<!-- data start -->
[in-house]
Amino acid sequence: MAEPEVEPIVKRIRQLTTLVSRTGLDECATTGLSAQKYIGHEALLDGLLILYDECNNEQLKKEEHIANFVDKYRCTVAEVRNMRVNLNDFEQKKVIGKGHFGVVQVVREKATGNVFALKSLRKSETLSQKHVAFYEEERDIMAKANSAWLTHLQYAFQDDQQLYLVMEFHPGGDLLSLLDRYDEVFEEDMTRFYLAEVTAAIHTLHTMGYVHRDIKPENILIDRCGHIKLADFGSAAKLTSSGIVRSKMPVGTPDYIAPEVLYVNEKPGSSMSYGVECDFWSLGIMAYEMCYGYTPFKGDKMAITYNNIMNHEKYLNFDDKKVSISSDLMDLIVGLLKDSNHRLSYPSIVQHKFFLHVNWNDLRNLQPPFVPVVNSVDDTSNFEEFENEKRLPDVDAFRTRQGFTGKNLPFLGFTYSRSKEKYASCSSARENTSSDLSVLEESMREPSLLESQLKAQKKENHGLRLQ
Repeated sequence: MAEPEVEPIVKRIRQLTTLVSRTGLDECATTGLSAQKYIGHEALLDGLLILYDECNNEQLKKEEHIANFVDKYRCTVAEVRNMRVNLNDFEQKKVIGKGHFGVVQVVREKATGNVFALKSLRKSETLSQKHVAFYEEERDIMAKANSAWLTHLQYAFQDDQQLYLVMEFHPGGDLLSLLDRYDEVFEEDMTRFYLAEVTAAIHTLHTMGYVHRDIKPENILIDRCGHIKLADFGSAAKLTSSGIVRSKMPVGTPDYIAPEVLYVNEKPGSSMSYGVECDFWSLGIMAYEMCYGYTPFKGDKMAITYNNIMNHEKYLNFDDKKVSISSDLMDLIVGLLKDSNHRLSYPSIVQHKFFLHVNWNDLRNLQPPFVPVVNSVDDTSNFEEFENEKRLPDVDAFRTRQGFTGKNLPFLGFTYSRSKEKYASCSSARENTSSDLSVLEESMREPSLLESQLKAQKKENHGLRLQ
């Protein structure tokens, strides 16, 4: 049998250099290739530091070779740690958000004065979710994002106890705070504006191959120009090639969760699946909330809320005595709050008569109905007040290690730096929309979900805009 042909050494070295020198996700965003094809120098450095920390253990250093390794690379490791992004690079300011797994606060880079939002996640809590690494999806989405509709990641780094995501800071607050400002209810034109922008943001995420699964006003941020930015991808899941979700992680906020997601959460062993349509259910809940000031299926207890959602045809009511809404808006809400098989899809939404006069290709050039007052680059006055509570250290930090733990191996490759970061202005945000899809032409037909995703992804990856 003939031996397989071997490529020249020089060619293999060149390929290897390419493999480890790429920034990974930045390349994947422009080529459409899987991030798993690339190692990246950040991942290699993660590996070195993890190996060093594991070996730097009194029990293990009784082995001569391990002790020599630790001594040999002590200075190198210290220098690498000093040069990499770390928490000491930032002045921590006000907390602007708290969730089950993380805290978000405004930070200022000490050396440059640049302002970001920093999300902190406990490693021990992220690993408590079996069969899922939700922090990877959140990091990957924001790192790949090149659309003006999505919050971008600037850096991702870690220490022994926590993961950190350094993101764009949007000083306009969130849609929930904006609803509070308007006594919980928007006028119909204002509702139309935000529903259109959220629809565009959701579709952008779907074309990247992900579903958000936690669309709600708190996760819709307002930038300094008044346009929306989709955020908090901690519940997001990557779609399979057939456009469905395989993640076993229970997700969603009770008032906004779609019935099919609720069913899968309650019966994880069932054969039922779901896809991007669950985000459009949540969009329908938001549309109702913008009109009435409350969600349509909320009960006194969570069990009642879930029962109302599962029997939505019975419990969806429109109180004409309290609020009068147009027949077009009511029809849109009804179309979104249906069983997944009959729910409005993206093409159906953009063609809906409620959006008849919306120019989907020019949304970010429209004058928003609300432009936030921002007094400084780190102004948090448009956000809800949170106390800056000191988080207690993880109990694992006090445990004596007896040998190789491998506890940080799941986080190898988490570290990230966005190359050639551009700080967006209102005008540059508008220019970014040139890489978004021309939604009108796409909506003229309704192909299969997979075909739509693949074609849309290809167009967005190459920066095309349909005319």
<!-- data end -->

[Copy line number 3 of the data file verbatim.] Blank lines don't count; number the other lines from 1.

Repeated sequence: MAEPEVEPIVKRIRQLTTLVSRTGLDECATTGLSAQKYIGHEALLDGLLILYDECNNEQLKKEEHIANFVDKYRCTVAEVRNMRVNLNDFEQKKVIGKGHFGVVQVVREKATGNVFALKSLRKSETLSQKHVAFYEEERDIMAKANSAWLTHLQYAFQDDQQLYLVMEFHPGGDLLSLLDRYDEVFEEDMTRFYLAEVTAAIHTLHTMGYVHRDIKPENILIDRCGHIKLADFGSAAKLTSSGIVRSKMPVGTPDYIAPEVLYVNEKPGSSMSYGVECDFWSLGIMAYEMCYGYTPFKGDKMAITYNNIMNHEKYLNFDDKKVSISSDLMDLIVGLLKDSNHRLSYPSIVQHKFFLHVNWNDLRNLQPPFVPVVNSVDDTSNFEEFENEKRLPDVDAFRTRQGFTGKNLPFLGFTYSRSKEKYASCSSARENTSSDLSVLEESMREPSLLESQLKAQKKENHGLRLQ